As Ms Whelan of this Office has previously outlined to the applicant, Revenue said that all records relating to the applicant are held on a single lever arch folder in a secure filing cabinet. It said that in conducting searches for relevant records, it consulted with the relevant case worker who indicated that no records relating to the applicant’s affairs are held in other locations. Revenue conducted a manual search of the relevant file, which was photocopied in its entirety in response to the request.
On the matter of the existence of records relating to the television programme identified in one of the records released, Revenue said that the only record referring to the programme (record 115) was provided to the applicant. It said the footage from the programme is freely available to any member of the public and that it was not required to keep records relating to the programme on the applicant’s file. In response to a query by this Office, Revenue said no memos, phone notes or other correspondence or records relating to the programme in relation to the applicant’s affairs exist.
On the matter of records relating to investigations into other parties, Revenue said that its policy is that no information relating to other parties is held on an individual customer’s file. It said that any information received from investigations into other parties is confidential taxpayer information and would be held on those parties’ files. It said it is extremely conscious that the contamination of taxpayers’ records does not occur and that it takes care that only records relevant to a particular customer are held on a customer’s file and that no information relating to a customer is held on other files.
Responding to subsequent queries by this Office, however, Revenue confirmed that a further 10 records held on files relating to an investigation into a named company may fall under the scope of the applicant’s request. In particular, Revenue stated that the applicant is referred to in records detailing the chronology of the investigation and the chronology of contacts/events in the investigation. While Revenue stated that it was in a position to release one of the records, it considered the remaining nine records exempt under various sections of the FOI Act.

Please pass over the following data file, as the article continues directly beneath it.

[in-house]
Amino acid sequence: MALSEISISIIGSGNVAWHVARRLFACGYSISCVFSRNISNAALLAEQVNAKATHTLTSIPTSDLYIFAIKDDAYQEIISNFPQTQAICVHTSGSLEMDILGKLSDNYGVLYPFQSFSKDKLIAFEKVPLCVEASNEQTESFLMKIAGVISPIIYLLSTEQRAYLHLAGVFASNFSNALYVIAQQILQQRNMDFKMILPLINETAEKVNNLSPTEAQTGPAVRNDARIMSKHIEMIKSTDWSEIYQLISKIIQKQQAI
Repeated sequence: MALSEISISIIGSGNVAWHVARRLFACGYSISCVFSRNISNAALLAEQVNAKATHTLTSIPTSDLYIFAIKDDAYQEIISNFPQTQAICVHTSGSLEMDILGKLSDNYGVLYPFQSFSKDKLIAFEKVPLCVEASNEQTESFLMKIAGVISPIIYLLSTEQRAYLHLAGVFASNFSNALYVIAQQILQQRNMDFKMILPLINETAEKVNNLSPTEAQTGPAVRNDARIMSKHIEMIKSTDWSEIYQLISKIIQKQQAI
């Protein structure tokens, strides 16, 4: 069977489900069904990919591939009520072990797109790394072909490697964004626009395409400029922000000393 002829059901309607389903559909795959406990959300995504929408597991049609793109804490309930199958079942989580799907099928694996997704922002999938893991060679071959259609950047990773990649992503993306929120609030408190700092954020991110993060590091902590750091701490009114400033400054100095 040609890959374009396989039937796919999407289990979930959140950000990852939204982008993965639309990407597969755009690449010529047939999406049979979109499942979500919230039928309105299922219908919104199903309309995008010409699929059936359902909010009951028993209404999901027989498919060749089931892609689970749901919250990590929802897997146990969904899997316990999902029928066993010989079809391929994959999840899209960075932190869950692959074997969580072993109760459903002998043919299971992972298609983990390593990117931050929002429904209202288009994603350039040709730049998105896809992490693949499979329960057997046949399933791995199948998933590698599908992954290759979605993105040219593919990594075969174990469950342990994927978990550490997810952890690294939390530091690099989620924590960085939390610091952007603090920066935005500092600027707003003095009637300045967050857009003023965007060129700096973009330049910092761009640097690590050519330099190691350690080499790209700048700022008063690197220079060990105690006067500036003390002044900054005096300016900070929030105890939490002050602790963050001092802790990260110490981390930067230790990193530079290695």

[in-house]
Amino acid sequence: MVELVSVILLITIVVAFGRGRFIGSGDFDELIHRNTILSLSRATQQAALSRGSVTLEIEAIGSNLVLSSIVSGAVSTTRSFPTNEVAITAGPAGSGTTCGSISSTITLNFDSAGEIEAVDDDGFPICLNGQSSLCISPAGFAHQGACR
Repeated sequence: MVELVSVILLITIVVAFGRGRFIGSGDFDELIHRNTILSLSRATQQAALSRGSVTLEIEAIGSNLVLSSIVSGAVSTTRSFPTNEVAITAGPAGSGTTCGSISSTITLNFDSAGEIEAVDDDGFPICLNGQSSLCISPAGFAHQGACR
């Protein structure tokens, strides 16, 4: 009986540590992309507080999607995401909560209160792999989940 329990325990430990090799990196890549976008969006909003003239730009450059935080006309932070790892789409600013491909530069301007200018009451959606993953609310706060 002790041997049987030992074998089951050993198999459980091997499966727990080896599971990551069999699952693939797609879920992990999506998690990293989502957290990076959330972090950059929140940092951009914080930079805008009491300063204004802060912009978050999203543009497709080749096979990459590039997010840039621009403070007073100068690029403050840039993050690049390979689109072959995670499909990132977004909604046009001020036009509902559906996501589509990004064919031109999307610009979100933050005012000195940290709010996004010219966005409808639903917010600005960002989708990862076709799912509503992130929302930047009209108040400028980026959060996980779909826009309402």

In the circumstances, I am not in a position to find that Revenue carried out all reasonable steps in an effort to ascertain the whereabouts of relevant records when processing his request. I find, therefore, that Revenue was not justified in refusing access to additional records under section 15(1)(a). However, I do not consider it appropriate to simply direct Revenue to release the additional records identified. It is possible that one or more such records may be exempt from release or contain exempt information. Indeed, I note Revenue’s position that nine of the records may be exempt under various sections of the FOI Act.
In the circumstances, I find that the appropriate course of action to take is to annul Revenue’s decision, the effect of which is that it must consider the applicant’s request afresh and make a new, first instance decision on the request in accordance with the provisions of the FOI Act. The applicant will have a right to an internal review and a review by this Office if he is not satisfied with Revenue’s decision.
Having carried out a review under section 22(2) of the FOI Act, I hereby annul the decision of Revenue to refuse access to further records relating to the applicant’s affairs on the grounds that the records sought cannot be found or do not exist. I direct Revenue to consider the request afresh.
Section 24 of the FOI Act sets out detailed provisions for an Appeal to the High Court by a party to a review, or any other person affected by the decision. In summary, such an appeal, normally on a point of law, must be initiated not later than four weeks after notice of the decision was given to the person bringing the appeal.